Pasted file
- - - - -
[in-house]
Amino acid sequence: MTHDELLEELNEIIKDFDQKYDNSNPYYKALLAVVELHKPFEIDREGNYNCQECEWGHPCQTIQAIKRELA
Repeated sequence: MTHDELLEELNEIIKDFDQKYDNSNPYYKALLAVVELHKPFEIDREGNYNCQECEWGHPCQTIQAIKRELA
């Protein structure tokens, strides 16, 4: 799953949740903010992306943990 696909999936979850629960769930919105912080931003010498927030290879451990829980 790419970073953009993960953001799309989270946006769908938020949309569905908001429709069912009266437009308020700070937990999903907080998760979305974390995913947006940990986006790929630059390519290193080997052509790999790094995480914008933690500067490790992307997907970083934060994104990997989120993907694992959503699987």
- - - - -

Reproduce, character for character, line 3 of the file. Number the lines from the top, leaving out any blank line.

Repeated sequence: MTHDELLEELNEIIKDFDQKYDNSNPYYKALLAVVELHKPFEIDREGNYNCQECEWGHPCQTIQAIKRELA